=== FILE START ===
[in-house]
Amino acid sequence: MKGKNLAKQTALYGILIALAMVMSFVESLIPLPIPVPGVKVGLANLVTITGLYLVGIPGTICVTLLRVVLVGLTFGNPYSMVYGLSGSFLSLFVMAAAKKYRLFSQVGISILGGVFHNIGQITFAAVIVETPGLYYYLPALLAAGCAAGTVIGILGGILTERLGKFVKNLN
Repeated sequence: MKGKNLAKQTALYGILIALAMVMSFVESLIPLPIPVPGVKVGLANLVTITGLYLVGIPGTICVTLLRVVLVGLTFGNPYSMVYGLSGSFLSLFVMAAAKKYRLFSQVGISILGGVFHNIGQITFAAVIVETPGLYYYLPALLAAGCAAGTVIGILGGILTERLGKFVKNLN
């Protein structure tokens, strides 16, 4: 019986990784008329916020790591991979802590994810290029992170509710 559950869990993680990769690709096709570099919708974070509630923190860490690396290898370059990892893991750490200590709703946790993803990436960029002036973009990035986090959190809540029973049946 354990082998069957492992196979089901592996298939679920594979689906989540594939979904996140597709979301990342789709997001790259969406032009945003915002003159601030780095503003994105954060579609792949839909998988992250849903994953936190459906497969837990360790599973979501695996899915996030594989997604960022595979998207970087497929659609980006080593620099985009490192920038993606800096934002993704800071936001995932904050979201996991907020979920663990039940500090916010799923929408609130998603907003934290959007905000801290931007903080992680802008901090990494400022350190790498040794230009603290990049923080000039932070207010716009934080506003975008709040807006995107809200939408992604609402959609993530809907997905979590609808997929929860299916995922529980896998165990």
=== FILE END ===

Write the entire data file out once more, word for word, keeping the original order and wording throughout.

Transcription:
[in-house]
Amino acid sequence: MKGKNLAKQTALYGILIALAMVMSFVESLIPLPIPVPGVKVGLANLVTITGLYLVGIPGTICVTLLRVVLVGLTFGNPYSMVYGLSGSFLSLFVMAAAKKYRLFSQVGISILGGVFHNIGQITFAAVIVETPGLYYYLPALLAAGCAAGTVIGILGGILTERLGKFVKNLN
Repeated sequence: MKGKNLAKQTALYGILIALAMVMSFVESLIPLPIPVPGVKVGLANLVTITGLYLVGIPGTICVTLLRVVLVGLTFGNPYSMVYGLSGSFLSLFVMAAAKKYRLFSQVGISILGGVFHNIGQITFAAVIVETPGLYYYLPALLAAGCAAGTVIGILGGILTERLGKFVKNLN
């Protein structure tokens, strides 16, 4: 019986990784008329916020790591991979802590994810290029992170509710 559950869990993680990769690709096709570099919708974070509630923190860490690396290898370059990892893991750490200590709703946790993803990436960029002036973009990035986090959190809540029973049946 354990082998069957492992196979089901592996298939679920594979689906989540594939979904996140597709979301990342789709997001790259969406032009945003915002003159601030780095503003994105954060579609792949839909998988992250849903994953936190459906497969837990360790599973979501695996899915996030594989997604960022595979998207970087497929659609980006080593620099985009490192920038993606800096934002993704800071936001995932904050979201996991907020979920663990039940500090916010799923929408609130998603907003934290959007905000801290931007903080992680802008901090990494400022350190790498040794230009603290990049923080000039932070207010716009934080506003975008709040807006995107809200939408992604609402959609993530809907997905979590609808997929929860299916995922529980896998165990």